You are here

Inspection Summary

Overall summary & rating


Updated 14 June 2018

Little Paddocks is a domiciliary care agency. It provides personal care to people living in four assisted living cottages, and for people in their own houses and flats in the community. It provides a split service to four people who require 24 hour care and support who have a learning disability and /or autistic spectrum disorder. These people live in their own cottages on the site of Little Paddocks in Little Clacton. They occupy the same site as the office and a sister home. It also provides a home care domiciliary service providing personal care predominantly to older people in their own homes. People using the service lived in approximately 21 of their own residential houses and ordinary flats across Clacton on Sea, Colchester and the surrounding areas.

This service provides care and support to people living in specialist ‘extra care’ housing. Extra care housing is purpose-built or adapted single household accommodation in a shared site or building. The accommodation is bought or rented, and is the occupant’s own home. People’s care and housing are provided under separate contractual agreements. CQC does not regulate premises used for extra care housing; this inspection looked at people’s personal care and support service.

Not everyone using Little Paddocks DCA receives personal care; CQC only inspects the service being received by people provided with ‘personal care’; help with tasks related to personal hygiene and eating. Where they do we also take into account any wider social care provided. At the time of the inspection the registered provider was providing support to a total of 25 people across the cottages on site and those people living their own residential homes and flats.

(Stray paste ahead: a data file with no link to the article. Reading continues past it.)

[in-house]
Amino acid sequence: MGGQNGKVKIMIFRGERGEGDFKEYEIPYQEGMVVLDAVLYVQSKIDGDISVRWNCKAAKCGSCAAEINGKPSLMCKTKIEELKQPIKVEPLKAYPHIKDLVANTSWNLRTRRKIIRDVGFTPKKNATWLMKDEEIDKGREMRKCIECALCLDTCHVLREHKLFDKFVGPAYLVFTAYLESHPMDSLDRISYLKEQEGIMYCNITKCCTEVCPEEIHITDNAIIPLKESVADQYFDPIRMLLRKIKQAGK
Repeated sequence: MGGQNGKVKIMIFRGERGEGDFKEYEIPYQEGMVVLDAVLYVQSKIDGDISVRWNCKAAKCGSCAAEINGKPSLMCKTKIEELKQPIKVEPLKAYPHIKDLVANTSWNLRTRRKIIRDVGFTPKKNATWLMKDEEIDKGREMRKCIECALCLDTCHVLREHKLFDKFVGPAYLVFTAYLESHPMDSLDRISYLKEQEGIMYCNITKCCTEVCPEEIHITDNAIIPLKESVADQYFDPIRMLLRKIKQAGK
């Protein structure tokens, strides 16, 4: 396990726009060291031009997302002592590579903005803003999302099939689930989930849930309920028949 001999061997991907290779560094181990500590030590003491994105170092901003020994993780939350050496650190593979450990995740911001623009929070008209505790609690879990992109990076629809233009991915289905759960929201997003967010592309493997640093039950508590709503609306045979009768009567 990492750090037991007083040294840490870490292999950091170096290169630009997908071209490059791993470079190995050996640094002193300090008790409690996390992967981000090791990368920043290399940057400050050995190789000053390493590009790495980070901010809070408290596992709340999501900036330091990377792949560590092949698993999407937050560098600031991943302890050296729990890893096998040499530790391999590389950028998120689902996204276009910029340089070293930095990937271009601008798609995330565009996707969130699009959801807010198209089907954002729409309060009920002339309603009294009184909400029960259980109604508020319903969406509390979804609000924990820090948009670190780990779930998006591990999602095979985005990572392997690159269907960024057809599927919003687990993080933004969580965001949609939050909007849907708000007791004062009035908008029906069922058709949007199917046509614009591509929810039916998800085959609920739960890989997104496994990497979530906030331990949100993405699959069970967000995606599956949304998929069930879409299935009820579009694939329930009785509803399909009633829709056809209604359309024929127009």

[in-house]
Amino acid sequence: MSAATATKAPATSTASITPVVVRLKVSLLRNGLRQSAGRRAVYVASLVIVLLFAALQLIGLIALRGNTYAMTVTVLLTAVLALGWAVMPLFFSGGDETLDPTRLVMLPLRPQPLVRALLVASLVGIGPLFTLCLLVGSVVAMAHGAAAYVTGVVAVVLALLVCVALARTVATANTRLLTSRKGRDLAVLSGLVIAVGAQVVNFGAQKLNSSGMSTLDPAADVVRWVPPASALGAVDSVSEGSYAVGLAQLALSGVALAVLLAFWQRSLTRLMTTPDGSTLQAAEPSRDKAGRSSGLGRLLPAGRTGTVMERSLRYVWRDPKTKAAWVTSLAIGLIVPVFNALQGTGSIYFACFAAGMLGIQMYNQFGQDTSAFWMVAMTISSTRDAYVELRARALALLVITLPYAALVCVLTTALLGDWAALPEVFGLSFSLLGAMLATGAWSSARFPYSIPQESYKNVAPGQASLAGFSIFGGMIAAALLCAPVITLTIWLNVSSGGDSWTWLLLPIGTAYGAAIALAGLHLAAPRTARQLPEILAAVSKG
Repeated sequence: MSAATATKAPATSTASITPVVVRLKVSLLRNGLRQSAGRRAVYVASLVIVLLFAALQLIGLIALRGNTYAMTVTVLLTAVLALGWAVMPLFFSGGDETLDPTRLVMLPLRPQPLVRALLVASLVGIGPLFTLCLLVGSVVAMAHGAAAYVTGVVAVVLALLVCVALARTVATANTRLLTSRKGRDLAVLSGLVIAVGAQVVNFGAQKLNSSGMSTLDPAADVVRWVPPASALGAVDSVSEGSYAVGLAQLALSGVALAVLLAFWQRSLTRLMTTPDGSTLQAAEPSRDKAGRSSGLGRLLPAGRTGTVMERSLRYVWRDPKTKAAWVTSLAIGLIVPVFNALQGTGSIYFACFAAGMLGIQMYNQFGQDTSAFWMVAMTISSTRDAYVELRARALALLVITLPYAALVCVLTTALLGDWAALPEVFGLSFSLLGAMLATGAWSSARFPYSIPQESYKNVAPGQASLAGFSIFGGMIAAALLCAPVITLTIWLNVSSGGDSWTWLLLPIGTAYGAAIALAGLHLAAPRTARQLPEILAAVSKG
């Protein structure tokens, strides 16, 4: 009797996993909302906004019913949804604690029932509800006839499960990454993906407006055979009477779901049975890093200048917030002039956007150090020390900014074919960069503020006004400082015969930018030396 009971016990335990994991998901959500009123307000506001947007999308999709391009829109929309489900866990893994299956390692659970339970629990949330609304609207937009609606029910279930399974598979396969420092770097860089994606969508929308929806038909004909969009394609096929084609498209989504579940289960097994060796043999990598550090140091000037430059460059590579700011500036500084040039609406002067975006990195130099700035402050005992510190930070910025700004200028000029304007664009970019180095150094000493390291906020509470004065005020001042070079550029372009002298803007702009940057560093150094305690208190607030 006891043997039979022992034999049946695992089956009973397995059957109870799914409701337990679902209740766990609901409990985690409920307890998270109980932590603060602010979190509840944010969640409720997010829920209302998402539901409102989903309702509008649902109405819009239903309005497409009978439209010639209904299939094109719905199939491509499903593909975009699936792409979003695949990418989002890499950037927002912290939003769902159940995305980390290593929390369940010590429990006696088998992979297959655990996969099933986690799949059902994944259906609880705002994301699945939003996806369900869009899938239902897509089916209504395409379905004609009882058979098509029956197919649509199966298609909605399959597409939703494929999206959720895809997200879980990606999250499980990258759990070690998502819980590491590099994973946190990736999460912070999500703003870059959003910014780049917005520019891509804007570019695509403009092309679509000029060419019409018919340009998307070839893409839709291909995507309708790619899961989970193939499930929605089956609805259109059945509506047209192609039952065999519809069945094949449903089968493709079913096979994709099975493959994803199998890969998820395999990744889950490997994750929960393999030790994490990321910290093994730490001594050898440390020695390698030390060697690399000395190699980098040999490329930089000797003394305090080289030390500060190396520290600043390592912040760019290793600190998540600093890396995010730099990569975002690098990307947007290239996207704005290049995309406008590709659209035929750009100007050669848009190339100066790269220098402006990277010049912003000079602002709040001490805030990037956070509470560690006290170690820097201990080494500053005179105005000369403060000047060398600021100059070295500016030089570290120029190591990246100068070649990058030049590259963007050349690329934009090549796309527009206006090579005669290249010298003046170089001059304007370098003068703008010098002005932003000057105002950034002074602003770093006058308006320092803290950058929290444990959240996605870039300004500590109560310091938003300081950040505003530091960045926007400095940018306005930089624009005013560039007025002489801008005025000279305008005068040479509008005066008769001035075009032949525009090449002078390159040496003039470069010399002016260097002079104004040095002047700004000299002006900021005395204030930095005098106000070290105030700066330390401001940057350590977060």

This service has not yet been formally rated as it was registered in December 2016. At this inspection, which was the first for the service we found the service was 'Good'.

A registered manager was in post. A registered manager is a person who has registered with the Care Quality Commission (CQC) to manage the service. Like registered providers, they are ‘registered persons’. Registered persons have legal responsibility for meeting the requirements in the Health and Social Care Act and associated Regulations about how the service is run.

The registered manager had a clear vision about the time staff spent supporting people so they could really focus on giving individualised care and support in a way people wanted it. The feedback we received during the inspection showed that this vision had been achieved, and the service was well led.

Staff had a positive and caring attitude about their jobs. People told us that they were happy with the care and support they received. All the staff we spoke with were happy in their work and proud of the job they do.

People received a safe service from Little Paddocks. There were sufficient numbers of staff who were appropriately trained to meet the needs of the people who used the service. Risks of harm to people had been identified and clear plans and guidelines were in place to minimise these risks.

Staff understood their duty should they suspect abuse was taking place, including the agencies that needed to be notified, such as the local authority safeguarding board or the police.